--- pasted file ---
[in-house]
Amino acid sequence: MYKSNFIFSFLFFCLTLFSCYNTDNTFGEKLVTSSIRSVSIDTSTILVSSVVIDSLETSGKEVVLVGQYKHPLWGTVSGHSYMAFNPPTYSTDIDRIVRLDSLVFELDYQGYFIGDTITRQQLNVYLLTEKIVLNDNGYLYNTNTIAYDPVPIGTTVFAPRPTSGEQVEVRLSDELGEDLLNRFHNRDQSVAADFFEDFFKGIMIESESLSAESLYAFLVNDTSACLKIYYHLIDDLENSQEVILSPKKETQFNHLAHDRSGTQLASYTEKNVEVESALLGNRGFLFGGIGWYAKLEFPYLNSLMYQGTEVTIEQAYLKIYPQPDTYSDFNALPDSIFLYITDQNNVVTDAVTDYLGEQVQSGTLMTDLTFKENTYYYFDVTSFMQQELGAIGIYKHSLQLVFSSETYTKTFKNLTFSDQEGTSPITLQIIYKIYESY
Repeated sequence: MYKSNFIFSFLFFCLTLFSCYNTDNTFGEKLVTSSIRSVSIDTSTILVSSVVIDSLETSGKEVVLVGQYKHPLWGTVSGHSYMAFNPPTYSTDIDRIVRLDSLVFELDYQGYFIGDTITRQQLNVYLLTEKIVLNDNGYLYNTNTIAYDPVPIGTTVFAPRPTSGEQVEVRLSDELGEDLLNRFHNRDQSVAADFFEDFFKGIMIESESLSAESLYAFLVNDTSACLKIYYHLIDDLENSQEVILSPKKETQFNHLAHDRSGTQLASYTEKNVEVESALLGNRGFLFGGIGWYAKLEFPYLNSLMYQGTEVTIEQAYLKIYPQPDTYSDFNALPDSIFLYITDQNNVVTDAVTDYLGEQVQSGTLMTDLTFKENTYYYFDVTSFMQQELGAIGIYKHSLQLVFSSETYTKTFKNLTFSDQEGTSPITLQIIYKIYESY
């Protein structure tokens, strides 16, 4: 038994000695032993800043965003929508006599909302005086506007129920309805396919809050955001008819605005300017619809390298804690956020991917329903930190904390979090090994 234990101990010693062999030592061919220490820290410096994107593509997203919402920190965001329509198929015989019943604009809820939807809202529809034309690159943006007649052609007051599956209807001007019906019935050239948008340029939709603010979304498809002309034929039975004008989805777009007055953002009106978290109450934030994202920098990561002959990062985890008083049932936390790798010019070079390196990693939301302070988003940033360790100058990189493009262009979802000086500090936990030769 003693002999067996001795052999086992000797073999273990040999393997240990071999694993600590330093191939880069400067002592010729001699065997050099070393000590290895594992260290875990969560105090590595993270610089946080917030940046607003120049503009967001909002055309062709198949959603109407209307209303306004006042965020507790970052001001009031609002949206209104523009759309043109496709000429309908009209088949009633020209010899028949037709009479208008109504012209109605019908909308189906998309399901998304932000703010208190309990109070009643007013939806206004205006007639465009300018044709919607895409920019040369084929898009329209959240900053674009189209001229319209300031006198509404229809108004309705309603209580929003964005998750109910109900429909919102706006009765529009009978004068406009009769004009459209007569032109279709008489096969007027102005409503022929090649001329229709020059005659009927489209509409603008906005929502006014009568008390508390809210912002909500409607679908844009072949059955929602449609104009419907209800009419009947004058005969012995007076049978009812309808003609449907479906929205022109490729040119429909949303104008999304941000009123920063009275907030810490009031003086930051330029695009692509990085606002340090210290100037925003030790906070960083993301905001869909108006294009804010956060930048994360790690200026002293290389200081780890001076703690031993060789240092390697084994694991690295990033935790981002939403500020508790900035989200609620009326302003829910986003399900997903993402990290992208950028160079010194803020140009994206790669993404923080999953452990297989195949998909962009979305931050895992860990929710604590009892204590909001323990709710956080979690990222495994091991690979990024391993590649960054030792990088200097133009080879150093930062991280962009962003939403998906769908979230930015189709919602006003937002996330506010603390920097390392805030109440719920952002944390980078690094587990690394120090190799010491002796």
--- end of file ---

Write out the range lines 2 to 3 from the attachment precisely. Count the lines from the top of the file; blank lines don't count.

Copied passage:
Amino acid sequence: MYKSNFIFSFLFFCLTLFSCYNTDNTFGEKLVTSSIRSVSIDTSTILVSSVVIDSLETSGKEVVLVGQYKHPLWGTVSGHSYMAFNPPTYSTDIDRIVRLDSLVFELDYQGYFIGDTITRQQLNVYLLTEKIVLNDNGYLYNTNTIAYDPVPIGTTVFAPRPTSGEQVEVRLSDELGEDLLNRFHNRDQSVAADFFEDFFKGIMIESESLSAESLYAFLVNDTSACLKIYYHLIDDLENSQEVILSPKKETQFNHLAHDRSGTQLASYTEKNVEVESALLGNRGFLFGGIGWYAKLEFPYLNSLMYQGTEVTIEQAYLKIYPQPDTYSDFNALPDSIFLYITDQNNVVTDAVTDYLGEQVQSGTLMTDLTFKENTYYYFDVTSFMQQELGAIGIYKHSLQLVFSSETYTKTFKNLTFSDQEGTSPITLQIIYKIYESY
Repeated sequence: MYKSNFIFSFLFFCLTLFSCYNTDNTFGEKLVTSSIRSVSIDTSTILVSSVVIDSLETSGKEVVLVGQYKHPLWGTVSGHSYMAFNPPTYSTDIDRIVRLDSLVFELDYQGYFIGDTITRQQLNVYLLTEKIVLNDNGYLYNTNTIAYDPVPIGTTVFAPRPTSGEQVEVRLSDELGEDLLNRFHNRDQSVAADFFEDFFKGIMIESESLSAESLYAFLVNDTSACLKIYYHLIDDLENSQEVILSPKKETQFNHLAHDRSGTQLASYTEKNVEVESALLGNRGFLFGGIGWYAKLEFPYLNSLMYQGTEVTIEQAYLKIYPQPDTYSDFNALPDSIFLYITDQNNVVTDAVTDYLGEQVQSGTLMTDLTFKENTYYYFDVTSFMQQELGAIGIYKHSLQLVFSSETYTKTFKNLTFSDQEGTSPITLQIIYKIYESY